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High Court rules ex-AG Thomas did not charge Najib in bad faith

The judge says the claim should be struck out as it is frivolous, scandalous and vexatious.

4 minute read
Former attorney-general Tommy Thomas speaks to the media at the Kuala Lumpur court complex in this July 2018 file photo. Photo: AFP
Former attorney-general Tommy Thomas speaks to the media at the Kuala Lumpur court complex in this July 2018 file photo. Photo: AFP

The Kuala Lumpur High Court has ruled that former attorney-general Tommy Thomas did not arbitrarily charge Najib Razak in bad faith but only upon receiving completed investigation papers from the investigating agencies.

Judge Ahmad Bache said only upon studying and satisfying himself of the evidence gathered did Thomas issue the consent to charge the former prime minister with 35 charges in four cases.

The cases involved 1MDB, International Petroleum Investment Company (Ipic), abuse of power under the Malaysian Anti-Corruption Commission (MACC) Act 2009 and money laundering under the Anti-Money Laundering, Anti-Terrorism Financing and Proceeds of Unlawful Activities Act 2001.

Bache also said that the issue of "targeting the former prime minister or targeted malice" did not arise as it was Thomas' duty as the public prosecutor to charge Najib.

The judge said at the time that the suit was filed in 2021, the prosecution of the 35 charges in the four cases were still ongoing or pending, while Thomas had resigned on Feb 28, 2020.
"Hence, he (Thomas) was not and will not be involved in the conduct of the proceedings of the 35 charges in the four cases in the first place, and there is no final determination on the four cases as yet," he said in his 37-page judgment dated Feb 28 in a suit filed by Najib against Thomas.

On Nov 25 last year, Bache allowed Thomas' application to strike out Najib's suit over alleged misfeasance in public office for prosecuting him on charges involving the 1MDB case.

The judge said to accede to the proposition that Thomas had committed all three torts or causes of action (misfeasance in public office, malicious abuse of process and negligence) in spite of his powers would also open the floodgates whereby all actions of the public prosecutor would be questioned.

He said it would also be open to public scrutiny, challenging the almost unfettered discretion conferred upon Thomas under Article 145 (3) of the Federal Constitution and his deputies to discharge their duties without fear or favour.

"Consequently, his deputy public prosecutors, too, would be afraid of preferring charges against suspects even though there might be overwhelming evidence, due to the risk of opening themselves up to civil suits. 

"This would potentially lead to a significant escalation of criminal activities in the country.
"Worst of all, it would invite an accused person to file a claim against the public prosecutor even before the proceeding commences or before they have been acquitted such as the present case before this court. 

"This would obviously cause havoc and our criminal justice system would be in jeopardy," he said.

Bache said the public prosecutor and his deputies would then have to come to court in a full trial to testify and to explain each case, wasting his official time and public funds and seriously undermining the integrity of the institution of the attorney-general or public prosecutor altogether.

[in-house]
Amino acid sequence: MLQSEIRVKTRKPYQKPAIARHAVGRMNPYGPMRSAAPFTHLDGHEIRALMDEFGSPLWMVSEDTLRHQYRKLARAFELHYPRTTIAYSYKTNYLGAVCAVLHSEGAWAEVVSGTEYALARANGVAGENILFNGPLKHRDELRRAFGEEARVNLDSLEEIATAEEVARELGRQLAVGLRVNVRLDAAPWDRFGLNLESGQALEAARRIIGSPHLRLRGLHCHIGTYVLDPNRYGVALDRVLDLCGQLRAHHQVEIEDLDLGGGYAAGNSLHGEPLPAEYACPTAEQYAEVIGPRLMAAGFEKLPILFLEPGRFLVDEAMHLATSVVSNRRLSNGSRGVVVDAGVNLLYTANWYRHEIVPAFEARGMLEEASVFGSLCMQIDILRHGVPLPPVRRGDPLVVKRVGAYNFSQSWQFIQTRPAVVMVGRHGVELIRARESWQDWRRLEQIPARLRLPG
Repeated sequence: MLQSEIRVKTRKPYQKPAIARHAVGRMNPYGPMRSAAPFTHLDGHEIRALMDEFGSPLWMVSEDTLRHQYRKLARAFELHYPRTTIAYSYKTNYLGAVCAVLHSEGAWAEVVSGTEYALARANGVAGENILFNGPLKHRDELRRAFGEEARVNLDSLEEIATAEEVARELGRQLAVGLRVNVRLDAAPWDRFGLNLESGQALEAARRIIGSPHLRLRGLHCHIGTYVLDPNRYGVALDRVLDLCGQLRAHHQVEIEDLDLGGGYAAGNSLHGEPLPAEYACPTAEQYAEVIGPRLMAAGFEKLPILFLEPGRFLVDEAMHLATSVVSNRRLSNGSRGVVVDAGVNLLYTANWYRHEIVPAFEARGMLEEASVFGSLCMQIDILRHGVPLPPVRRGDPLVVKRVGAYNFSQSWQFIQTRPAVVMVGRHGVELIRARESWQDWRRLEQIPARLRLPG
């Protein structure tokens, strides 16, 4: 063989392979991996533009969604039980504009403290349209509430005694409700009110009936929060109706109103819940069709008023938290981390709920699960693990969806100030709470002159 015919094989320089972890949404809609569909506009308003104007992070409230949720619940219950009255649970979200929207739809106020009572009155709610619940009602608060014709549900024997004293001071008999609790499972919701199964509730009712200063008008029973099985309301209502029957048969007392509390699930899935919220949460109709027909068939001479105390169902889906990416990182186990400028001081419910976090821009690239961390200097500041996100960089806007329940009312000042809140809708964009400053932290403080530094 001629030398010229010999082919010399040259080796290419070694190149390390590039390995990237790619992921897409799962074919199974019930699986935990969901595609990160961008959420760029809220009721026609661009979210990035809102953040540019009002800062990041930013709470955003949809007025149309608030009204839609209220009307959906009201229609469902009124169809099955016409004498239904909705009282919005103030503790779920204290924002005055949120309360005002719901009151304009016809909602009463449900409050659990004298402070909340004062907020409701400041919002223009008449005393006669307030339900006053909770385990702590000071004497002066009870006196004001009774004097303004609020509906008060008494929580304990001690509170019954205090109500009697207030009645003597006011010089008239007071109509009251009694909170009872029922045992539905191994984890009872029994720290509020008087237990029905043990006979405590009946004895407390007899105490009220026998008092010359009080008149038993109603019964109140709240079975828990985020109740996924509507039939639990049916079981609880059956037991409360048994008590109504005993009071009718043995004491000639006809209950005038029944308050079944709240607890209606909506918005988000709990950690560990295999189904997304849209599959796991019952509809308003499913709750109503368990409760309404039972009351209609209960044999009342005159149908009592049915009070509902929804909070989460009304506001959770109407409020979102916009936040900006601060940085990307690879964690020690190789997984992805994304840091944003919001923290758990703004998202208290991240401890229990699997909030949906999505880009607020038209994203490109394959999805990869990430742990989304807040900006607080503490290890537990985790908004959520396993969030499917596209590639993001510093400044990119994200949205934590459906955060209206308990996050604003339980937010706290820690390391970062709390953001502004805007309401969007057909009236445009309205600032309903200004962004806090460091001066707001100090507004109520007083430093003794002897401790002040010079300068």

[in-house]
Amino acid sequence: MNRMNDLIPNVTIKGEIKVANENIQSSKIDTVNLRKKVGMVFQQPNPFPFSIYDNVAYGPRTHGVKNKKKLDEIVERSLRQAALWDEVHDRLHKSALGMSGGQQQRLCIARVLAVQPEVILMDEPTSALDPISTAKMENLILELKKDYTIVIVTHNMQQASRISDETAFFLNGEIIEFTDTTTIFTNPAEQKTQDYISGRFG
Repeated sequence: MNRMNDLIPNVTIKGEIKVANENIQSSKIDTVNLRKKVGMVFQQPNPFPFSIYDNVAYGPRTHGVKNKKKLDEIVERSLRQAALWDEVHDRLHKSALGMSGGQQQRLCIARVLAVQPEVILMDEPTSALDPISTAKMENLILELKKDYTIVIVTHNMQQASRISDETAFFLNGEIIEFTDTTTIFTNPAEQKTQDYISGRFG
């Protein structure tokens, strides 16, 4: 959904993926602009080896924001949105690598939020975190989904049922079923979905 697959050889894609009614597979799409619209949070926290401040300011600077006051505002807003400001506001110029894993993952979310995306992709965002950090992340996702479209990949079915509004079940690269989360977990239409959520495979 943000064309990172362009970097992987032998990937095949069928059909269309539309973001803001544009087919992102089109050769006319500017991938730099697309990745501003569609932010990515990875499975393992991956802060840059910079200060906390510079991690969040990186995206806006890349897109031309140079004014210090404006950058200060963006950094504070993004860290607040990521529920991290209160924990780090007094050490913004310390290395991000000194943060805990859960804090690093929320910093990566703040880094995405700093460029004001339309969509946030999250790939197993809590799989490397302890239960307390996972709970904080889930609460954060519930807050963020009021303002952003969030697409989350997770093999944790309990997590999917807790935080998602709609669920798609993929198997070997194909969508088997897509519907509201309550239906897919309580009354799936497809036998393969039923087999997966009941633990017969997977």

He said this was against public policy and in total contravention with established procedural laws and the Criminal Procedure Code.

"Hence, this should not be allowed and the claim should be struck out as it is frivolous, scandalous and vexatious. 

"It will also set a bad and dangerous precedent whereby an accused person can file a claim against the attorney-general or public prosecutor for every acquittal," he said.

The judge said he was of the opinion that the act of the plaintiff in filing these claims could be seen as a collateral attack on the prosecution of the 35 criminal charges as the plaintiff was prematurely launching a civil action based on criminal charges which have yet to be determined in the criminal courts. 

Bache said the court further opined that the claim should not be filed at all before the trials of the four cases are completed.

"It is akin to putting the cart before the horse. It has also created confusion and a transgression of jurisdiction between the civil and criminal courts' jurisdiction and this should not be allowed at any cost," he said.

He said the court was of the considered opinion that the causes of action of misfeasance in public office and the so-called malicious process were not sustainable and a non-starter as Thomas had not conducted or taken part in the prosecution of the four cases. 

"It follows that even if Thomas had an agenda against the plaintiff (to which this court disagreed), he would not be conducting the prosecution of the plaintiff.

"How could he be said to have had committed misfeasance and the other torts? Hence, it follows that there is no necessity for this suit to go for a full trial and no reason for Thomas to come to court to explain, as the claims should be struck out ab initio," he said.

In the suit filed on Oct 22, 2021, Najib claimed that the charges against him were part of a move that had been planned in advance by Thomas, in line with the Pakatan Harapan government's plan at the time.

He sought a declaration that Thomas had committed misfeasance in public office as well as RM1.9 million in damages, including negotiation fees for the audit team to review the documentation for the preparation of facts to deal with the prosecution against him.